• Bluetooth communication protocol: This provides somewhat lower-cost alternative while keeping most of the advantages of WIFI: standardized protocol with automatic prevention of collisions and error correction, multiple communicating peers, secure authentication if needed. The communication speed is typically lower, but there is an advantage of performing as a direct serial communication link once a connection between the two communicating peers is established, and virtual serial port opened. Bluetooth platform is typical for many embedded devices, which can perform in slave-mode and can be connected by master (for example a PC). In that way, the PC can take the role of a hub and connects to multiple hosts at the same time, possibly coordinating the communication. An example of a Bluetooth modem device designed for embedded devices is the SparkFun BlueSmiRF module, which is a good option for our project to use.

The Tx and Rx pins of the BlueSmiRF module could be connected to the RCX's motor and sensor ports, but the RCX also has a serial port, so to save the motor and sensor ports, it would be best to utilize the serial port for the communication purpose. However, this will require some work since the serial port of the RCX is connected to the IR tranciever device. It would require us to built a circuit that transforms the data received from the BlueSmiRF into IR signal transmitted further to the RCX IR serial port. At the same time the device should transform the IR signal emited by the RCX's serial port into a TTL level input further into the BlueSmiRF module, which transmits it further over the Bluetooth radio protocol.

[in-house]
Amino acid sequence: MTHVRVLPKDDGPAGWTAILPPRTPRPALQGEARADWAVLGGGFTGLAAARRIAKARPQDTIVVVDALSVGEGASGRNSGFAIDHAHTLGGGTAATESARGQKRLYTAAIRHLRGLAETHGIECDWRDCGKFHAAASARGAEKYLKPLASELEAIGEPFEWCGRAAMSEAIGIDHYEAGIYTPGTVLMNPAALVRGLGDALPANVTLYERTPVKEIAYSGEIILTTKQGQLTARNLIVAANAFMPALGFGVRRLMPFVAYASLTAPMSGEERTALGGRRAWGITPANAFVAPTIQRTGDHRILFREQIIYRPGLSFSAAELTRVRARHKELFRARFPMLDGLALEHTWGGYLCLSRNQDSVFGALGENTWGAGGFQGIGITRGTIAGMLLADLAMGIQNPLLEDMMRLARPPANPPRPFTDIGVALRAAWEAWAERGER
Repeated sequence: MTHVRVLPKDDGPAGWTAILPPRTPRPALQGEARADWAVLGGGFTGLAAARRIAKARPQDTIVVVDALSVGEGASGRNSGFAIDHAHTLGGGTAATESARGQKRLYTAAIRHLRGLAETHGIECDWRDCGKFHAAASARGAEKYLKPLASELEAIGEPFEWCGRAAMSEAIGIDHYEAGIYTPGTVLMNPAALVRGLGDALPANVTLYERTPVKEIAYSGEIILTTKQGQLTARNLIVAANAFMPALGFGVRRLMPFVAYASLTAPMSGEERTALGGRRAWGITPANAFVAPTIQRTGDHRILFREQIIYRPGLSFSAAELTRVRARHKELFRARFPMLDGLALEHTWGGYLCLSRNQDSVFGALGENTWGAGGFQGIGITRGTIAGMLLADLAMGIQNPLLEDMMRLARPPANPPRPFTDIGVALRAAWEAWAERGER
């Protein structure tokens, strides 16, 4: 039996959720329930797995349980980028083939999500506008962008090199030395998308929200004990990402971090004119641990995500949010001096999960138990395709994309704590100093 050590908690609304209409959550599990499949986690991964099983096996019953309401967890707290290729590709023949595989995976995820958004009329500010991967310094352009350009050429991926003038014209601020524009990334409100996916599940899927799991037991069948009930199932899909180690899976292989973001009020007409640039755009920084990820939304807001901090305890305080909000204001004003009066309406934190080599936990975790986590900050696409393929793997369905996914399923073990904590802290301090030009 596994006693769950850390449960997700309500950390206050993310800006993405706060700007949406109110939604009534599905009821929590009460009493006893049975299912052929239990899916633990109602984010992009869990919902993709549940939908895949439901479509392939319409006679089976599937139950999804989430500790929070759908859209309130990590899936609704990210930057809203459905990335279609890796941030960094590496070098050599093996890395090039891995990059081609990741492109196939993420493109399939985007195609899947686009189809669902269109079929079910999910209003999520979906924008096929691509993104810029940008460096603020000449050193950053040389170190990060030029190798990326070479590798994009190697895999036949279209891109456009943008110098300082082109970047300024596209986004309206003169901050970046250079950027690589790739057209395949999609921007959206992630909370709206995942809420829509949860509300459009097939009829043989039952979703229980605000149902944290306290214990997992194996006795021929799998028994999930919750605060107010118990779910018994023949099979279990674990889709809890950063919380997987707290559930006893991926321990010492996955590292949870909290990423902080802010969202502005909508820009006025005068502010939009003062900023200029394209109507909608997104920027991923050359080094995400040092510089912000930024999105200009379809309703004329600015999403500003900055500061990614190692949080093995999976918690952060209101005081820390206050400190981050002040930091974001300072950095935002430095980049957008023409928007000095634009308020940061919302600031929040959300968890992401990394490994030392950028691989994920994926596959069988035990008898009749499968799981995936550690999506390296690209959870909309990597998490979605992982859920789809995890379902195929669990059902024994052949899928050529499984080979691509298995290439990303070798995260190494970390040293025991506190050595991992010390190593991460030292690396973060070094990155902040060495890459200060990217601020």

Such a circuit is shown in the figure below. Found on